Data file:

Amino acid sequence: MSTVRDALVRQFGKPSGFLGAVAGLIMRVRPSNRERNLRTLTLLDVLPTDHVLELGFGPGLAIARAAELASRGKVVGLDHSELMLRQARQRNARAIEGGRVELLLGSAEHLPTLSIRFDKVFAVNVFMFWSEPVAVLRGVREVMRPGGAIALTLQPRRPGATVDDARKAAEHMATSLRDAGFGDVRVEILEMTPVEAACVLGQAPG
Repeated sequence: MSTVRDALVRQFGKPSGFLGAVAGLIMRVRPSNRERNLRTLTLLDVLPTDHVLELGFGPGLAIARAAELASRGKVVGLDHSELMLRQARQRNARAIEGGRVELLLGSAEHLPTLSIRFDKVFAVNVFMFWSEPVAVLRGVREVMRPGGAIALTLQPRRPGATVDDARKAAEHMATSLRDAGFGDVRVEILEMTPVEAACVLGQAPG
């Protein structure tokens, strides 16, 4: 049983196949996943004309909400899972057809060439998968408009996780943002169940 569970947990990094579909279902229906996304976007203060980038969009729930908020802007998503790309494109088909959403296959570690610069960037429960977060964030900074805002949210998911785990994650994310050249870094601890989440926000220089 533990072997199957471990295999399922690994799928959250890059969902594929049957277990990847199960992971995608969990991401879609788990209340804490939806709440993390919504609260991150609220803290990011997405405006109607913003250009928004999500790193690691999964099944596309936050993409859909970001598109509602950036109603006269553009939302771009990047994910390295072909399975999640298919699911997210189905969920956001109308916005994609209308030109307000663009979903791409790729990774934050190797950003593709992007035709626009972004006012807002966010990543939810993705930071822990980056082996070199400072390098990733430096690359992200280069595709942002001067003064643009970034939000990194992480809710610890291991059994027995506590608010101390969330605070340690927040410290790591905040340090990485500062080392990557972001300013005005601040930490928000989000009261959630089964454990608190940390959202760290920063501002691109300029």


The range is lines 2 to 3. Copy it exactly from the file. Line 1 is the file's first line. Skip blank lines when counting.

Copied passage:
Repeated sequence: MSTVRDALVRQFGKPSGFLGAVAGLIMRVRPSNRERNLRTLTLLDVLPTDHVLELGFGPGLAIARAAELASRGKVVGLDHSELMLRQARQRNARAIEGGRVELLLGSAEHLPTLSIRFDKVFAVNVFMFWSEPVAVLRGVREVMRPGGAIALTLQPRRPGATVDDARKAAEHMATSLRDAGFGDVRVEILEMTPVEAACVLGQAPG
């Protein structure tokens, strides 16, 4: 049983196949996943004309909400899972057809060439998968408009996780943002169940 569970947990990094579909279902229906996304976007203060980038969009729930908020802007998503790309494109088909959403296959570690610069960037429960977060964030900074805002949210998911785990994650994310050249870094601890989440926000220089 533990072997199957471990295999399922690994799928959250890059969902594929049957277990990847199960992971995608969990991401879609788990209340804490939806709440993390919504609260991150609220803290990011997405405006109607913003250009928004999500790193690691999964099944596309936050993409859909970001598109509602950036109603006269553009939302771009990047994910390295072909399975999640298919699911997210189905969920956001109308916005994609209308030109307000663009979903791409790729990774934050190797950003593709992007035709626009972004006012807002966010990543939810993705930071822990980056082996070199400072390098990733430096690359992200280069595709942002001067003064643009970034939000990194992480809710610890291991059994027995506590608010101390969330605070340690927040410290790591905040340090990485500062080392990557972001300013005005601040930490928000989000009261959630089964454990608190940390959202760290920063501002691109300029």